If You #BoycottDove You Better Boycott #Unilever & All Its Other Brands

A friend posted an article from the Independent entitled Dove regrets its racist Facebook advert. Well, that got my attention.

Here’s a small clip of the ad:

After reading the article, I started perusing the comments. Someone replied saying:

I was never really a Dove fan. I prefer Lever 2000.”

Well, guess what?

Lever2000 and Dove are owned by the same company – Unilever. If we dig deep to see who owns what, we’ll find that one company owns all the personal care and food products that we use and love.

For example, I love the Vaseline Intensive Care Deep Moisturizing cream. The one that comes in a white bottle where you have to take off the cover to get to the cream. Love it!

Guess who owns the Vaseline brand?

So, if I’m going to boycott Dove, I better boycott the Vaseline brand as well. And Knorr cooking sauces, and Lipton tea, and Tresemmé shampoo, and Becel margarine, and Vim cleaning products, and Slimfast protein shakes.

In the grand scheme of things, corporations like Unilever can afford to make these type of “mistakes” because when consumers boycott one brand, they still have the company’s other brands in their medicine closets, on their dressers, and in their kitchen cupboards.

Boycotting a brand isn’t enough – you need to boycott the company.

  • Non-techie Talk

    Not necessarily. If other brands have better teams and are not making these mistakes, they should be rewarded, reinforcing that their better teams are the way all Unilever brands should go. In that approach, Unilever, in business to make money, should implement a better team at Dove.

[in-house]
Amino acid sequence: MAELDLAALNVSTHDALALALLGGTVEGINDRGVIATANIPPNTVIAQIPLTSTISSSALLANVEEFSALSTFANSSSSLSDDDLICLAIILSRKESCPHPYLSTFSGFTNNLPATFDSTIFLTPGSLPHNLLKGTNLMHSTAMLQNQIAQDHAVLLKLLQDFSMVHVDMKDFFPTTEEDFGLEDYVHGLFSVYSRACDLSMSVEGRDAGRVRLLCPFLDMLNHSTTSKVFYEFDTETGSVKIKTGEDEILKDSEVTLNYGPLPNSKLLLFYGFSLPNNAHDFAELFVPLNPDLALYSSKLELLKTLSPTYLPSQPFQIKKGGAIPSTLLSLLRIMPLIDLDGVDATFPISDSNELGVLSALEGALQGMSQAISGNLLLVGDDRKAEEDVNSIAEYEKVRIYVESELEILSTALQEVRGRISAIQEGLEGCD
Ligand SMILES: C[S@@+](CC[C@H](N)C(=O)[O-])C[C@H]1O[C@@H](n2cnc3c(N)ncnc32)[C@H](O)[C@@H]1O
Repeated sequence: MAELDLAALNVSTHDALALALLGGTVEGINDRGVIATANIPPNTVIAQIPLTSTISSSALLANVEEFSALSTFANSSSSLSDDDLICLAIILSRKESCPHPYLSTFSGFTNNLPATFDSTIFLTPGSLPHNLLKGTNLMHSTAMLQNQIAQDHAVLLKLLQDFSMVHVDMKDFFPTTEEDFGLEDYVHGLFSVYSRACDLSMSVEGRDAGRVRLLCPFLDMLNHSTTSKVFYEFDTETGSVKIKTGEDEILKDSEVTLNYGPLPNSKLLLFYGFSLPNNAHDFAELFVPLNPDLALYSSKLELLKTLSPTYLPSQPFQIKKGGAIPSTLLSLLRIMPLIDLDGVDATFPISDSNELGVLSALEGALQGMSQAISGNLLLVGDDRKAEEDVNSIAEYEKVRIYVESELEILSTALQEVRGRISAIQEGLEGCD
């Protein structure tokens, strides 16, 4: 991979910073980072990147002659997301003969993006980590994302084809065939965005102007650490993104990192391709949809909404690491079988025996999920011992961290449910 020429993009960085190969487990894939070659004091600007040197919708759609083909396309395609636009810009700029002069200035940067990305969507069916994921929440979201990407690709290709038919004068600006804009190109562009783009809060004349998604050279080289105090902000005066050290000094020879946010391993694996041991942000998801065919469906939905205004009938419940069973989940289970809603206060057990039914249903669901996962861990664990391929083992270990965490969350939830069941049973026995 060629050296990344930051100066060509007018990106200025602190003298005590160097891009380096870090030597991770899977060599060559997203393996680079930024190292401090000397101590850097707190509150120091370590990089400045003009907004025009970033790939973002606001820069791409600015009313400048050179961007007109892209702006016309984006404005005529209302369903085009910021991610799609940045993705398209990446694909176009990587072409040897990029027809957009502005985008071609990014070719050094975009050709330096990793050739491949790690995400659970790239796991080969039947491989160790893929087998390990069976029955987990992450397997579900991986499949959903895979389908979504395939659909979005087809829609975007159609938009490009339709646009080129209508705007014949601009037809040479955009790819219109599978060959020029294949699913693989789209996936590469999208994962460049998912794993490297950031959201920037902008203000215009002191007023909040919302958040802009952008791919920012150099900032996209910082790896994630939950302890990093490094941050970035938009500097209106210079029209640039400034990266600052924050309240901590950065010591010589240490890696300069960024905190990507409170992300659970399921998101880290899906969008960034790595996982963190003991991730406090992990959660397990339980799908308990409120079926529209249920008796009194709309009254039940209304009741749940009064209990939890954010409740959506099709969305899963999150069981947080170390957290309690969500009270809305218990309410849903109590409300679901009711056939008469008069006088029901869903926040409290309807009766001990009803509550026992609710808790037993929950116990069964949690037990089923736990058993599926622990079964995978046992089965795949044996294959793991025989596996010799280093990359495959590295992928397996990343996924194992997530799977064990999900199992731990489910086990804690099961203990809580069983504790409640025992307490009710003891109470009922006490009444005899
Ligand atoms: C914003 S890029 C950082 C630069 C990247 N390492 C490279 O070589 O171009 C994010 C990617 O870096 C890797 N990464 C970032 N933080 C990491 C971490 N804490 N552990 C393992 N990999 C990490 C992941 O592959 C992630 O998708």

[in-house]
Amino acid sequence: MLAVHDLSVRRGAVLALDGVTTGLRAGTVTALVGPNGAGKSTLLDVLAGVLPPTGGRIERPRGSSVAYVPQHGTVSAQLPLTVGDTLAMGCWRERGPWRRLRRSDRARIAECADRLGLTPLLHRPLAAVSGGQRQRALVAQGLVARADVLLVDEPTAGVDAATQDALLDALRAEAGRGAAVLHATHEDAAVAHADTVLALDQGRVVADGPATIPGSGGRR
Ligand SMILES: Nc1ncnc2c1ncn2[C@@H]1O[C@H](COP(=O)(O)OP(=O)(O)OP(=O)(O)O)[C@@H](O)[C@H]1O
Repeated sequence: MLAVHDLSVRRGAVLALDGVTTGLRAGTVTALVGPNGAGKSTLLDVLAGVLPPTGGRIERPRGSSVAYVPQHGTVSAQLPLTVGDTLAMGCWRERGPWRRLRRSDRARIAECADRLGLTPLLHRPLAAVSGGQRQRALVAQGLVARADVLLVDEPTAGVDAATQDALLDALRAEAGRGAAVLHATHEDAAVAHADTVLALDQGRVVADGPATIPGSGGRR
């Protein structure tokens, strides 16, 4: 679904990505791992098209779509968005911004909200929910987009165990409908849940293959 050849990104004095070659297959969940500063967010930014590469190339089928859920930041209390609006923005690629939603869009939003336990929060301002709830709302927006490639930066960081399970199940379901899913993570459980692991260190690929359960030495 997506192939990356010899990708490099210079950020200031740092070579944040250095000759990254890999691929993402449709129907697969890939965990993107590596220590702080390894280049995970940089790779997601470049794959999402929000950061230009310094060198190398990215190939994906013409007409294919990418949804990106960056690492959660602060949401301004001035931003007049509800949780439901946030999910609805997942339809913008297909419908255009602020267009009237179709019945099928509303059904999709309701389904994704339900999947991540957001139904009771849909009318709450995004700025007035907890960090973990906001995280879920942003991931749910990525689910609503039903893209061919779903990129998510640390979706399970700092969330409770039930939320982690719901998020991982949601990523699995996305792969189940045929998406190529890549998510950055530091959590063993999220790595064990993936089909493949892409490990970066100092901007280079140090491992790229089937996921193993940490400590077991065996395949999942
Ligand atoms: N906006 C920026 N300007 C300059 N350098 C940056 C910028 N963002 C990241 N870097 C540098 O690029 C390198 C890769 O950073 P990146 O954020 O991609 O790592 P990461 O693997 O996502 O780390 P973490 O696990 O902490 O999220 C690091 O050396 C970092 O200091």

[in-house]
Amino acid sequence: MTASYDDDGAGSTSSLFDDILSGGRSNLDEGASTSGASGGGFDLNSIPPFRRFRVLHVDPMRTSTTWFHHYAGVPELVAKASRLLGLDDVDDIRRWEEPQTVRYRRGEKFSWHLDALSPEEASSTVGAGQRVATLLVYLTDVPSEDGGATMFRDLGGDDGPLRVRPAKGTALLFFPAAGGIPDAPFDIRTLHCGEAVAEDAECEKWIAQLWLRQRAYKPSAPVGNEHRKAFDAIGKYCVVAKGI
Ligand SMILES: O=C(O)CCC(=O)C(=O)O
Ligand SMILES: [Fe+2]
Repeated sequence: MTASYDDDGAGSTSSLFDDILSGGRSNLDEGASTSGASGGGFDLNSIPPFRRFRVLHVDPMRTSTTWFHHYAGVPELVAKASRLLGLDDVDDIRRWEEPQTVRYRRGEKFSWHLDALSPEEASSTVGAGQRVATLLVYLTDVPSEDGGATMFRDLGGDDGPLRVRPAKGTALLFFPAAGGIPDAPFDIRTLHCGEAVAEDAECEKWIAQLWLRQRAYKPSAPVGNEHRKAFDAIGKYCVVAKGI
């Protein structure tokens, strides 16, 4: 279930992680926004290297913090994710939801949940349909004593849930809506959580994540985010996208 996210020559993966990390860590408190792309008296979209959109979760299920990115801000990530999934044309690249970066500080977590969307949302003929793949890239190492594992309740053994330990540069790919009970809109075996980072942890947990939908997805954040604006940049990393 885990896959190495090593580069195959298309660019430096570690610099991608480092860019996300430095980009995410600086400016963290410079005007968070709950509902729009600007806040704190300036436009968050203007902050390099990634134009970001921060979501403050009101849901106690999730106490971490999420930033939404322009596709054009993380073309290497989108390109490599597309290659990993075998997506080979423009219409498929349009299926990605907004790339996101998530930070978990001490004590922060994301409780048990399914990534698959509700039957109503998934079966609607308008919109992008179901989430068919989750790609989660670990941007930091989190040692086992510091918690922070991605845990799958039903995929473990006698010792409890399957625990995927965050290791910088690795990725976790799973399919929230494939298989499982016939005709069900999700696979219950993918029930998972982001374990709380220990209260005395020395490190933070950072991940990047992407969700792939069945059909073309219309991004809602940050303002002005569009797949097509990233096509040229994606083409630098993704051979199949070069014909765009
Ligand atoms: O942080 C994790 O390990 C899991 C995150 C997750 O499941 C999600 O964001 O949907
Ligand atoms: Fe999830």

• I agree that that’s one way to avoid this problem from happening in the first place.

      But how about the consumer? What sort of action should they take? Moving teams around internally within a corporation is one thing, but when the corporation has done something which angers consumers, what should consumers do? Wait until the teams are moved around internally?

      • Non-techie Talk

        I appreciate your style, asking “what can WE DO about it?” Hey, I don’t fully agree that the problem of systemic racism is a problem for the targets of racism to solve, but I support your angle that consumers do have some power. One action brands really do care about is a drop in revenue. If people stopped buying Dove products, that’d get their attention. But that’s not pure. NFL is considering forcing players to stand for the anthem because people are turned off by seeing peaceful protest. The NFL is teetering on capitulating to the wrong side of history and truth, showing us that lost revenue itself isn’t truth. There may be more people supporting Dove than are outraged, and if they rally to buy more Dove in support, the impact of our withheld dollars is minimized. Nevertheless, remember the Nivea fiasco earlier this year? I kinda liked Nivea products themselves…but I stopped buying them in protest. Dove now joins them – these brands won’t get another hard-earned dime from me until they show some respect for the dignity of my people. As for Unilever as a whole, the pen (or, keyboard, as it were) is mighty, “writing is activism” 😉 and we can make sure, over and above our purchasing decisions and habits, that they hear our voices challenge them to acknowledge that, if all lives matter, black lives and other lives that don’t look like them should be included.